Convening stakeholders can be a challenge, particularly when those stakeholders are what one might call “strange bedfellows.” The Alliance for Contraception in Cats & Dogs (ACC&D), with its mission to advance non-surgical fertility control to effectively and humanely reduce the number of unwanted cats and dogs, was founded with the belief that it is both possible and essential for diverse stakeholders to talk and work with one another. After all, the goal of developing a non-surgical sterilant is one that appeals and has relevance to scientists, animal welfare practitioners, veterinarians, and the pharmaceutical industry alike.
ACC&D is the brainchild of three veterinarians: Drs. Henry Baker, Stephen Boyle, and Brenda Griffin. Together, they recognized the need for non-surgical options for companion animals, as well as the need for collaboration in order to see progress. This collaboration has since been realized in a number of capacities.
Ten years ago, ACC&D helped inspire the launch of the Michelson Prize & Grants in Reproductive Biology, a $75M program to incentivize research through prize philanthropy and grant funding to rapidly develop a permanent, single-dose, nonsurgical sterilant for male and female cats and dogs. It’s part of Found Animals—an organization that has also contributed $3.2M in spay/neuter grants, seen 20K+ pets adopted, and launched the first free microchip registry—as well as supporting groundbreaking research by scientists working in the human and veterinary medical fields alike. Many scientists who received grants are new at working on a goal to help dogs and cats.
ACC&D recently finished a study of GonaCon, a contraceptive vaccine that is approved by the US EPA for wild horses, wild burros, and white-tailed deer, and had shown promise in safely contracepting cats in a laboratory environment (research led by Dr. Julie Levy, Director of the Maddie’s Shelter Medicine Program and co-founder of the Million Cat Challenge). We wanted to see if GonaCon was equally effective in contracepting cats in a more “real world” environment. To do this, we relied on the deep knowledge of pharmaceutical development of ACC&D board member Linda Rhodes, DVM, PhD, whose expertise lies in developing new drugs for animals, to develop an extensive protocol that could pass muster with the US Food & Drug Administration. We relied on the extensive animal welfare and animal behavior knowledge of another Board member, Amy Fischer, PhD; she was the mastermind behind a groundbreaking facility that allowed us to collect top-notch data while giving cats an extraordinary quality of life before being placed in loving homes at the end of the study.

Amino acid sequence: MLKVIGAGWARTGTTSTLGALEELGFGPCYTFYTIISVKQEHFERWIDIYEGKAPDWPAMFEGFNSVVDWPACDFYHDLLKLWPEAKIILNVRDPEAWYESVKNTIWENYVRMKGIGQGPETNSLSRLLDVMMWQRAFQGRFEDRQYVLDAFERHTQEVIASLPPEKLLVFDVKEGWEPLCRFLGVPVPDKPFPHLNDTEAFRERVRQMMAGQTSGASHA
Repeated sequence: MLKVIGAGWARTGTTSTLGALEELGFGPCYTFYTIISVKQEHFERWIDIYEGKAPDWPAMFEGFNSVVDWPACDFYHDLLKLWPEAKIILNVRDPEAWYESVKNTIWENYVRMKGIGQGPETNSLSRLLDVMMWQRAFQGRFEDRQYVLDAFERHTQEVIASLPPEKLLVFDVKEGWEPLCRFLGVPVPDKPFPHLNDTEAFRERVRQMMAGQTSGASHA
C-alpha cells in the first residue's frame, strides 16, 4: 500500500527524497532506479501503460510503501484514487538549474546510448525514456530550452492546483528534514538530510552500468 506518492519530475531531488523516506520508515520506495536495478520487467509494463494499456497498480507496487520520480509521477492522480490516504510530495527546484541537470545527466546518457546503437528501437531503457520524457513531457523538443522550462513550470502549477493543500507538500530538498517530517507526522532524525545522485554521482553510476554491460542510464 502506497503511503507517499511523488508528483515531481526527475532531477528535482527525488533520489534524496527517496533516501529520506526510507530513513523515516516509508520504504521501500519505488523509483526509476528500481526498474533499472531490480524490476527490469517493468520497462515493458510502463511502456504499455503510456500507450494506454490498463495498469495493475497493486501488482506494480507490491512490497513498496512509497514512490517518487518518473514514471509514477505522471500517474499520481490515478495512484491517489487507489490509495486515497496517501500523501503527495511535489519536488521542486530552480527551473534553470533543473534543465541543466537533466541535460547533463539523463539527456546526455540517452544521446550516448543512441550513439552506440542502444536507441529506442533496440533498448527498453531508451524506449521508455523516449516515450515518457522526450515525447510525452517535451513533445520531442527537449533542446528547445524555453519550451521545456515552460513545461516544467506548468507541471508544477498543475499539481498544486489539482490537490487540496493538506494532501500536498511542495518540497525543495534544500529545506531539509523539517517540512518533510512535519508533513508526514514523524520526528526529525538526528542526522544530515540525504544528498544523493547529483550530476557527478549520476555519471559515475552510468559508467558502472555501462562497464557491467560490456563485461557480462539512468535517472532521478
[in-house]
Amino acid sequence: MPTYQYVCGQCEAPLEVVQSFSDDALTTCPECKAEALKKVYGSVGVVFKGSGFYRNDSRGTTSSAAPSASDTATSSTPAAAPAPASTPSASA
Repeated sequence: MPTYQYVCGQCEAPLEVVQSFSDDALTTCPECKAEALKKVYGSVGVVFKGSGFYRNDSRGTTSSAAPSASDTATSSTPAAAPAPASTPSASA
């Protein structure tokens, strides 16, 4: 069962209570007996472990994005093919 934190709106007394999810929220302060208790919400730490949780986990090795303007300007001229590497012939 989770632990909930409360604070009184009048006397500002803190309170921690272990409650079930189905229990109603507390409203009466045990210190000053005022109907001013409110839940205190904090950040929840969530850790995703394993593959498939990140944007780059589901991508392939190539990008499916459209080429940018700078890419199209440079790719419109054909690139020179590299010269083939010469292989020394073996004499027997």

We encourage you to attend our upcoming 6th International Symposium on Non-Surgical Contraceptive Methods of Pet Population Control in Boston, Massachusetts (USA) July 22-24, 2018. It will be another example of convening diverse stakeholders to work toward solutions to a common challenge or goal. The below pie chart shows how attendees at our last symposium, in 2013, hailed from a broad array of backgrounds and disciplines. This was recognized in feedback from attendees including this quote from Dr. Cheri Asa, Former Director of the AZA Wildlife Contraception Center at the St. Louis Zoo: “The diversity of perspectives and representation from different disciplines and backgrounds was especially interesting and informative, something not to be found at other conferences.”
Convening stakeholders can be a challenge, but it’s certainly possible, and it’s most definitely valuable. We hope you will see it in action at our upcoming symposium!
Photo credit: ACC&D, Cat sleeping at the research facility developed by Dr. Amy Fischer.